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Late Sept. 1920: A Detective, Duvetyne, and Sundry Other News

The waning days of September 1920 found a politician on every stump; Westinghouse introducing the first commercially produced home radios, retailing for ten dollars (the equivalent of $130 a century later); and the Cleveland Indians and Brooklyn Dodgers atop their respective baseball leagues. But meanwhile, back in The Shire...

By JIM

Rev. J.M. Turner's revival at Bear Wallow came to a close with twenty-seven souls rescued, "one-half joining the United Brethren Church," the remainder choosing various other denominations. Meanwhile, Rev. J.N. Hoover of the Brethren in Christ closed services near Allen School-house and he and his singers moved their tent to Freedom Church, near the Roy community, and extended a cordial invitation to all to attend the services there.

The News sharply addressed the Fiscal Court, set to meet in just a few days, in regard to the court house, sharply pointing out the wood work was "sadly in need of paint," as was the roof, and admonishing, "The building cost the county too much money to be neglected."

Another contingent also caught heat on the front page, the boys guilty of "throwing explosives after night." Specifically named were "splitdevils," which, after being tossed on a recent night, had "burned holes in the tops of three automobiles." Sniped The News, "There is a law against this kind of sport and it should be enforced."



Horace Walker kept his hammer and saw busy putting up a cottage for Mr. H.N. Miller on Water Street; the First National Bank was in "a prosperous condition;" and Mrs. Lillie Smith had purchased of Mr. L.W. Bennett his half-interest in the "family grocery and boarding-house," located in frame two buildings on the Square between Campbellsville Street and the east corner.

Buchanan Lyon, local agent for Ford vehicles, announced a drastic across-the-board 30 per-cent drop from wartime prices. The new costs (shipped F.O.B. Detroit) included a touring car for $440 ($510 with starter) or $395 for a runabout ($465 with starter), or a tractor for $795.

Other advertisers included Miss Julia Eubank, who offered "Duvetyne and Metallic materials and hats made of same;" the Cumberland Grocery, touting the famous Firestone molded 3-1/2 inch tire;" and the Evans Bros. of Purdy, Ky., sales agents for the Indiana All-Round Tractor.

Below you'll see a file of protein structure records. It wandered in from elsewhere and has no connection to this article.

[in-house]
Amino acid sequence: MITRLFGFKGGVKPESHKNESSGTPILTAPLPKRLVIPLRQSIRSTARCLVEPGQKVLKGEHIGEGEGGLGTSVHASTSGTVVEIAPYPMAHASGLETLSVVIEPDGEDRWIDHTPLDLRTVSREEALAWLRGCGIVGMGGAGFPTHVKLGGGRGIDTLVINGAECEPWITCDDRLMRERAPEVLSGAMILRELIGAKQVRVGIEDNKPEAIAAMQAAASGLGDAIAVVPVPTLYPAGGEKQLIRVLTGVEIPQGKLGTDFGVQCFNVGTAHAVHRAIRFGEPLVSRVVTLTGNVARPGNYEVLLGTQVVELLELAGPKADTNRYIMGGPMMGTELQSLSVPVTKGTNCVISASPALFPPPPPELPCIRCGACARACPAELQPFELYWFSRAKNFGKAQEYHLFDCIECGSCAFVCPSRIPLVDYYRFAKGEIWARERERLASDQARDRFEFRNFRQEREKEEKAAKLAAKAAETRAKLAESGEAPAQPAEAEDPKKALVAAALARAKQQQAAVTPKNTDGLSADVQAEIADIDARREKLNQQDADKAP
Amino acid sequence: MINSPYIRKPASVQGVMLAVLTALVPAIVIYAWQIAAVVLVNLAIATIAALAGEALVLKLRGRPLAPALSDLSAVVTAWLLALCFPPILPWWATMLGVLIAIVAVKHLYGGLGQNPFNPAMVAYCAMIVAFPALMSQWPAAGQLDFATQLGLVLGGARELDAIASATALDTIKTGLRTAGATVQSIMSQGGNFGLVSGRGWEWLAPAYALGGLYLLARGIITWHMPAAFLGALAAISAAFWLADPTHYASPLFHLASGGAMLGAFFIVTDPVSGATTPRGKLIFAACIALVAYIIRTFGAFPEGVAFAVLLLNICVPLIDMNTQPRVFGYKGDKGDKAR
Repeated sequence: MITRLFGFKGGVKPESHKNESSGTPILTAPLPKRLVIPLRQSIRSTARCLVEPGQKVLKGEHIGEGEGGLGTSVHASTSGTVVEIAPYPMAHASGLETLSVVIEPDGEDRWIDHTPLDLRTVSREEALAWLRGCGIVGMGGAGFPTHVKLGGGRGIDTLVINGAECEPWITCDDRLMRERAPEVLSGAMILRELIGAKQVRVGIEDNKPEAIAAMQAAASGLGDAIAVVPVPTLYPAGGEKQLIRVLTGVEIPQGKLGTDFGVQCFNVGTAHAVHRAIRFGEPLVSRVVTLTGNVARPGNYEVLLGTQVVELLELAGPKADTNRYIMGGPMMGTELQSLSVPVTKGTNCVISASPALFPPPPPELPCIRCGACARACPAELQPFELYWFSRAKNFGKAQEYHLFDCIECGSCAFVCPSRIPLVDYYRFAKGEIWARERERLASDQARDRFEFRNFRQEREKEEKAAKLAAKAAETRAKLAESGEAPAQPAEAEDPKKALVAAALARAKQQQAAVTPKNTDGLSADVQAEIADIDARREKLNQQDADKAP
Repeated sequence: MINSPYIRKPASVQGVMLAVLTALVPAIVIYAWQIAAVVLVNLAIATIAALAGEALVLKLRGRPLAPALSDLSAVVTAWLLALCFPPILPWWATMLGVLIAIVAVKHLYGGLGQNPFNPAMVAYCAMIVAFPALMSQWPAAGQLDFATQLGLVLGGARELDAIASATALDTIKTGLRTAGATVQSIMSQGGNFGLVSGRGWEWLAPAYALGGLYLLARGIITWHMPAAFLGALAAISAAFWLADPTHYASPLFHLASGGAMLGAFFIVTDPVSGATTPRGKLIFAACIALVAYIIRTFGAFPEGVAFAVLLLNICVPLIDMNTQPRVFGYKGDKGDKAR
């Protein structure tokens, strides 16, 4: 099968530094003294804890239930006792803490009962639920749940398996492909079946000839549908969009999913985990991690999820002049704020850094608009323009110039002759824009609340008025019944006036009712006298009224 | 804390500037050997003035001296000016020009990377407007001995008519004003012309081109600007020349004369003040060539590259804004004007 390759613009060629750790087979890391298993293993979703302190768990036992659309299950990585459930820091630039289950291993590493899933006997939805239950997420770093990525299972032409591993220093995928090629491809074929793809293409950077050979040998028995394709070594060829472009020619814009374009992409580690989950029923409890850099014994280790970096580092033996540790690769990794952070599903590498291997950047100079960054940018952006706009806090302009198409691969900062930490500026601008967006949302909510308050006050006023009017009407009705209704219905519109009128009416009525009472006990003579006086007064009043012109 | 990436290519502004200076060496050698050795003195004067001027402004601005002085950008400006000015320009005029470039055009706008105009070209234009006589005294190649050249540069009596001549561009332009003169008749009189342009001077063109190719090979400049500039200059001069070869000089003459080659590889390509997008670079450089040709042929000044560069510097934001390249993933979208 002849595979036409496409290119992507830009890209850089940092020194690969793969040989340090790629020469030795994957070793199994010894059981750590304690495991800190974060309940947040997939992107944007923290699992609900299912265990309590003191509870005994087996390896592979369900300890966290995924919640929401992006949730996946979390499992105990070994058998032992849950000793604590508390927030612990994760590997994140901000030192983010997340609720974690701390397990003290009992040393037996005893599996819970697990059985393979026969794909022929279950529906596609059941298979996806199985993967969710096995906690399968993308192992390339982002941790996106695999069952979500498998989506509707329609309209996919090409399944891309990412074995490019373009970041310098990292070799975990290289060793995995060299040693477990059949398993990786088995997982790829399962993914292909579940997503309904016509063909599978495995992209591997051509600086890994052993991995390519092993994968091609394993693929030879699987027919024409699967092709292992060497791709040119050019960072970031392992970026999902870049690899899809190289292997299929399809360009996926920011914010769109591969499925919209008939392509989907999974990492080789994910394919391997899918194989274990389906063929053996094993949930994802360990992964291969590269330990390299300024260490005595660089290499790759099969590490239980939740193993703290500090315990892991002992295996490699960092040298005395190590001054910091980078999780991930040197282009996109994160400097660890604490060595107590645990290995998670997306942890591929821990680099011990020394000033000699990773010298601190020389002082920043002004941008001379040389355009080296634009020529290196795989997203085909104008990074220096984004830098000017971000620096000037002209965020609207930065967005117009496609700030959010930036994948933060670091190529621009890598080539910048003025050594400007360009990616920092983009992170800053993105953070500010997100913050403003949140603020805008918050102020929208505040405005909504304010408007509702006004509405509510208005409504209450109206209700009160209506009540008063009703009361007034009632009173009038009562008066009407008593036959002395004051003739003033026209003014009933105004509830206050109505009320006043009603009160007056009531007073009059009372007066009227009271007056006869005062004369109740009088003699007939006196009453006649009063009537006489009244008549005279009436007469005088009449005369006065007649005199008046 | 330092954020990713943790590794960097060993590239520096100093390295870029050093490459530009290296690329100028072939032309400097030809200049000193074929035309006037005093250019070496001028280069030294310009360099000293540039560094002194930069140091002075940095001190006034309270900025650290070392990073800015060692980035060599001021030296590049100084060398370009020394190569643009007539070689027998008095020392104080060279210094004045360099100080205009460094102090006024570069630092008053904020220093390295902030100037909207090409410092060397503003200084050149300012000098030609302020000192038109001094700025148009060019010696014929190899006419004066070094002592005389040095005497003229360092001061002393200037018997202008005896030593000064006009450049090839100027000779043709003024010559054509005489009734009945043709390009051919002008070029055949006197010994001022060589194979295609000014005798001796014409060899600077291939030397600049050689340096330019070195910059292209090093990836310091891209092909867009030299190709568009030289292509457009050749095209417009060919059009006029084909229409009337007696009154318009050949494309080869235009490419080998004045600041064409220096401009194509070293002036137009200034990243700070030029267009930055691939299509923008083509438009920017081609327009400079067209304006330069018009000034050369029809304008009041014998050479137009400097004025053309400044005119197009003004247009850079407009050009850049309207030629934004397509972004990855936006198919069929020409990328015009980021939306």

And, of course, there were politicians. Democratic U.S. Senator (and former Kentucky governor) J.C.W. Beckham, on the campaign trail for re-election, made an appearance on September 29 before a large crowd in the court house. After a rousing introduction by Mrs. R.F. (Mary) Rowe, "Vice Chairman of the Woman's Division, who is a leader among her sex," the Senator spoke for two and a half hours, both on his own behalf and in the interests of the Democratic party.

(All of Beckham's words poured forth in vain. President Wilson and many other Democrat politicians had arrived late -- if at all -- to the suffrage movement, and come November, women remembered that and helped Republican Warren G. Harding gain the presidency. Beckham carried Adair County by nearly eight hundred votes but Republican R.P. Ernst carried the state by just over half a percentage point. Beckham's strong pro-temperance stance in counties where saloons operated or alcoholic beverages were produced and his opposition to women's suffrage in general cost him the election.)


This story was posted on 2020-09-27 08:17:35
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The Indiana Tractor



2020-09-27 - Columbia, KY - Photo courtesy JIM.
The Indiana Tractor had a short production life, and the ad from the Evans Bros. appeared in only a few editions of The News in September and October 1920.

An article in Farmcollector.com aptly described the machine as "a two-wheeled, overgrown garden tractor with a big engine and a two-wheeled riding sulky with a seat and a hitch."


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